1. In this double-blind phase 2a trial, cathepsin K inhibitor MIV-711 did not show a significant benefit in reducing pain but proved effective in delaying structural changes associated with progression of osteoarthritis.
2. Biomarkers of bone resorption were significantly reduced in both treatment groups but returned to baseline levels after treatment stopped at the end of the study.
Evidence level: 1 (Excellent)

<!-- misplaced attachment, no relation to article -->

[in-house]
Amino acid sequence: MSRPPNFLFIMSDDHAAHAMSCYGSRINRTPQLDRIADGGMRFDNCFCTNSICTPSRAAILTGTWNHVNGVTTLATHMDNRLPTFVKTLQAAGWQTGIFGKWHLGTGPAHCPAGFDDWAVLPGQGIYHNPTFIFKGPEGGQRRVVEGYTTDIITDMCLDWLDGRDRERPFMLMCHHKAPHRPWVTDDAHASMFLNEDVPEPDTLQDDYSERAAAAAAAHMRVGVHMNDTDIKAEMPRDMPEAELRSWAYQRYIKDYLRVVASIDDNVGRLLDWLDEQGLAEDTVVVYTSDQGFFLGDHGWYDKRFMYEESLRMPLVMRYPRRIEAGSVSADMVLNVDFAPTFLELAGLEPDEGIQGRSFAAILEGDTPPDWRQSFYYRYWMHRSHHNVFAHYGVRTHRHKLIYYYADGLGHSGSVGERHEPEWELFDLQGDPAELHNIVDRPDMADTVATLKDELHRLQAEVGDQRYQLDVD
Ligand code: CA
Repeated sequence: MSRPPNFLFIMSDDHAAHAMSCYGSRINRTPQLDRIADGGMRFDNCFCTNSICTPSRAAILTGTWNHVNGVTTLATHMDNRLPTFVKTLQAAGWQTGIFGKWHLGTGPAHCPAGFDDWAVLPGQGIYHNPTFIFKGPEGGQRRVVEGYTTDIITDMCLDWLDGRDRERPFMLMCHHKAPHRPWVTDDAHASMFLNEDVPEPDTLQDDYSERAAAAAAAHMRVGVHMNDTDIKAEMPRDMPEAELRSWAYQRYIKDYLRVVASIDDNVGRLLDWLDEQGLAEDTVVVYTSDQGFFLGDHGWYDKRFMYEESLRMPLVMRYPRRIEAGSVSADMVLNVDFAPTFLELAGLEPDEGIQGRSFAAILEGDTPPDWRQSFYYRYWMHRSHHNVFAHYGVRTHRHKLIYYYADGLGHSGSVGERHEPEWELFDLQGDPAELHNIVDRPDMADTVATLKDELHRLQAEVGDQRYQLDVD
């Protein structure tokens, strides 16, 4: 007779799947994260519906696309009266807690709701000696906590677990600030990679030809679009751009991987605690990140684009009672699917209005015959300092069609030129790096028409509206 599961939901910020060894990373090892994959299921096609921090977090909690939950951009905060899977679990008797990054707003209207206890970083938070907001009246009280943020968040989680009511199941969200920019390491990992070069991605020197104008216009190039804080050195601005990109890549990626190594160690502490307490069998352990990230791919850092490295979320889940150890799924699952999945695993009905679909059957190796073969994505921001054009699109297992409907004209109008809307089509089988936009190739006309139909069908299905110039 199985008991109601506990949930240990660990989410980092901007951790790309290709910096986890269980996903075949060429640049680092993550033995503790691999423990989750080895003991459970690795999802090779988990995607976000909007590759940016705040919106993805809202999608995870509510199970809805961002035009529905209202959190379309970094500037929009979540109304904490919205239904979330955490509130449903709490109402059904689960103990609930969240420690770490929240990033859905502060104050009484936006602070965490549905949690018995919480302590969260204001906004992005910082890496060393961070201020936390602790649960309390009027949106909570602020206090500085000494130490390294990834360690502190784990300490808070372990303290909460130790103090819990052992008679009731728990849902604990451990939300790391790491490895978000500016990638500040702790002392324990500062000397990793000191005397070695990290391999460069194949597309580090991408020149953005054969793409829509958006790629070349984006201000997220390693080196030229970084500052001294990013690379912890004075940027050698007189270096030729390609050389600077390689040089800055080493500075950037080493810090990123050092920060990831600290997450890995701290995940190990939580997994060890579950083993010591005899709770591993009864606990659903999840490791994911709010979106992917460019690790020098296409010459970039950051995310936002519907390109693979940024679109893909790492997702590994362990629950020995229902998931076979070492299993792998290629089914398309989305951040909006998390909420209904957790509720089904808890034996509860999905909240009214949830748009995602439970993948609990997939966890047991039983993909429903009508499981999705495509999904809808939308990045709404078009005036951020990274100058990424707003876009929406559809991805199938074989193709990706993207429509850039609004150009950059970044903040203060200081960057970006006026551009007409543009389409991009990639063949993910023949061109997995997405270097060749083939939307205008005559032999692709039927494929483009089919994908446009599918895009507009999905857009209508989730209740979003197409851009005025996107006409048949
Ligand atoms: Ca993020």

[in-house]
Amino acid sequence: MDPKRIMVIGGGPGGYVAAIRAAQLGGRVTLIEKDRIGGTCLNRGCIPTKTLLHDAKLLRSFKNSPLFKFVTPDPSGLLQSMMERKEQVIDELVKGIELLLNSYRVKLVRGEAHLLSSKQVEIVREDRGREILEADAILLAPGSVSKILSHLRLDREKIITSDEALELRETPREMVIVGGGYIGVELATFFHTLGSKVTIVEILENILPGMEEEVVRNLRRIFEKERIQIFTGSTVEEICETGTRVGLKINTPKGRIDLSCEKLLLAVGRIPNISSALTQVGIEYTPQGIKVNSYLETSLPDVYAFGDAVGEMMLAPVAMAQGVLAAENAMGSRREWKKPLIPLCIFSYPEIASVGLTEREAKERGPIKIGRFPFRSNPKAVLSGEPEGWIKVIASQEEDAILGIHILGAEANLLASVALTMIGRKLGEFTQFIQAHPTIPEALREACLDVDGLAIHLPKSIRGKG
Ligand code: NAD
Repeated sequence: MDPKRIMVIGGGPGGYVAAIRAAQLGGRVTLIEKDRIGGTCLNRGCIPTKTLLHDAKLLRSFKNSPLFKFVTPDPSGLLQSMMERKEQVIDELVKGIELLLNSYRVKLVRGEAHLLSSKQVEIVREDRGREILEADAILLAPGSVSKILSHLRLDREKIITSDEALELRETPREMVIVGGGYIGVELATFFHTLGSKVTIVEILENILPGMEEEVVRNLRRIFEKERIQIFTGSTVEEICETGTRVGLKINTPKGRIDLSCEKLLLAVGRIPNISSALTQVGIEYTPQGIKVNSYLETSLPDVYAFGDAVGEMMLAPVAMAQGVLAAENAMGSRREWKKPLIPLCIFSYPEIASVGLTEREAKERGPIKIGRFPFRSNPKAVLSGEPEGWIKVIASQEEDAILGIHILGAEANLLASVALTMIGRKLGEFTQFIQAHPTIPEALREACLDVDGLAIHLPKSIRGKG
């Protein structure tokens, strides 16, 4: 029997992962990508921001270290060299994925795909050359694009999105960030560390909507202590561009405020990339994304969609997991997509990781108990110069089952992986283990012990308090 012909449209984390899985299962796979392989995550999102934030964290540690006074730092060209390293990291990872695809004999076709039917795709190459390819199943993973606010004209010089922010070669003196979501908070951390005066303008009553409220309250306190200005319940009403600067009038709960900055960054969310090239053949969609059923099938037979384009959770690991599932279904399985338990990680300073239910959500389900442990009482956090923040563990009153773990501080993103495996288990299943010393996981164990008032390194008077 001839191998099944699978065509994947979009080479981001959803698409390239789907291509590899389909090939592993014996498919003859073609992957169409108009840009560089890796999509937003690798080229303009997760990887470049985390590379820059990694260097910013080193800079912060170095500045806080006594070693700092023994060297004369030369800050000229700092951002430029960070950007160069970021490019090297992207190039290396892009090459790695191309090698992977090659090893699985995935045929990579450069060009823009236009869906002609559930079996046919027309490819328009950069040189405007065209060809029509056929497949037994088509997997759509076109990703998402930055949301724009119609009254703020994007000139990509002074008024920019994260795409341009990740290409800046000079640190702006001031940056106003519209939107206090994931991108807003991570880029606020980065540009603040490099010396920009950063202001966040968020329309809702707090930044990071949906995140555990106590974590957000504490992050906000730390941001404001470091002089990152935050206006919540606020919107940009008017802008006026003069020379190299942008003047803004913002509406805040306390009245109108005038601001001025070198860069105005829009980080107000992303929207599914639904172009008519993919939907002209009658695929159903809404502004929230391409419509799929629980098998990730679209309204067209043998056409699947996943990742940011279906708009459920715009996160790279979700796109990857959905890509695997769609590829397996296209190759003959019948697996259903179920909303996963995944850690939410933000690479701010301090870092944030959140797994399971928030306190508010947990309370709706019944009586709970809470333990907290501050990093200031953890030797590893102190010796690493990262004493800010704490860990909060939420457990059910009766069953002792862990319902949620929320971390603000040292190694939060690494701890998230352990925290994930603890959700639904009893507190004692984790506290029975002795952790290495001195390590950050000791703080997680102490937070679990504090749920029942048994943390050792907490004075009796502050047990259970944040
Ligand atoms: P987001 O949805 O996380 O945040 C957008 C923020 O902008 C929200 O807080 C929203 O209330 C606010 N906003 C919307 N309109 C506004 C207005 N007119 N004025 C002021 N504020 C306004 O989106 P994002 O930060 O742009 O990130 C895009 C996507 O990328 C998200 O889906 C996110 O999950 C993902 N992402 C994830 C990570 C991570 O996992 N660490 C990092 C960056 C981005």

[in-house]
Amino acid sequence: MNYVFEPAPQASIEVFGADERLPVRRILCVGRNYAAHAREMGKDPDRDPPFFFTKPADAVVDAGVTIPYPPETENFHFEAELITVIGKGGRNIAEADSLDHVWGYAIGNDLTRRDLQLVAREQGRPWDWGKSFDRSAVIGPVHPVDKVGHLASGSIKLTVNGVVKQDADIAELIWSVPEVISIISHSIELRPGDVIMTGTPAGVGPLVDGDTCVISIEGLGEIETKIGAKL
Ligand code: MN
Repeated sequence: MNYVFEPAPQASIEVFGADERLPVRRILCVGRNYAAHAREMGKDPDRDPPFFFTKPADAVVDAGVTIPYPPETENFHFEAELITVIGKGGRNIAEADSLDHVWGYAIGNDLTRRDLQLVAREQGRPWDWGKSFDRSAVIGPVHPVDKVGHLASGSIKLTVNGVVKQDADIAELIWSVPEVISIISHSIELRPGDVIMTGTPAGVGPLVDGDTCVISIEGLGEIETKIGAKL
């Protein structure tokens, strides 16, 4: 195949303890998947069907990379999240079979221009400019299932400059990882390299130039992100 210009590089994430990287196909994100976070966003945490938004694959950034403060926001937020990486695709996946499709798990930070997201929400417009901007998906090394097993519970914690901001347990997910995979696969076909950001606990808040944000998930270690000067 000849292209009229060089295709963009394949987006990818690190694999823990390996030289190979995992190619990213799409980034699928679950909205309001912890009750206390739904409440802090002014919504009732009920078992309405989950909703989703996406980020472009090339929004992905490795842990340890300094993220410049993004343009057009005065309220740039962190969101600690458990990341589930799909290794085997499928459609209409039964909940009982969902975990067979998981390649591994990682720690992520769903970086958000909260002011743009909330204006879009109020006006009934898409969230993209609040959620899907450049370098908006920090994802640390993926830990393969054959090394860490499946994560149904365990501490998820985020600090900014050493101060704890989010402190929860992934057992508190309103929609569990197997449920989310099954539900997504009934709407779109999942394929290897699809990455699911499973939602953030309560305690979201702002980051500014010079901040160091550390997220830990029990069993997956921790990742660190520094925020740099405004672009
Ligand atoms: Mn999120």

Study Rundown: Cathepsin K is a cysteine endopeptidase with the ability to degrade bone and cartilage through catabolism of essential matrix proteins including elastin, collagen, and gelatin. Progression of osteoarthritis is marked by such structural changes, but the effects of cathepsin K inhibition with relation to this condition are yet unknown. MIV-711 is a selective, reversible inhibitor that has substantially reduced biomarkers of bone resorption and cartilage loss in preclinical modeling and clinical testing. This study aimed to determine the efficacy, safety, and tolerability of MIV-711 in patients with symptomatic osteoarthritis, finding that while there was no significant difference versus placebo in patient-reported pain, function, and stiffness, patients in the treatment groups experienced significant reductions in cartilage thinning, bone area progression, and relevant biomarkers. Withdrawal of MIV-711 at the end of the study was associated with a noticeable rebound effect, supporting effective target engagement of the bone-acting agent. Adverse events occurred at similar rates across groups, and no serious adverse events were considered to be treatment-related. Patient adherence was high, but this study was limited by a short time frame that may have precluded the translation of disease-modifying effects to alleviation of symptoms.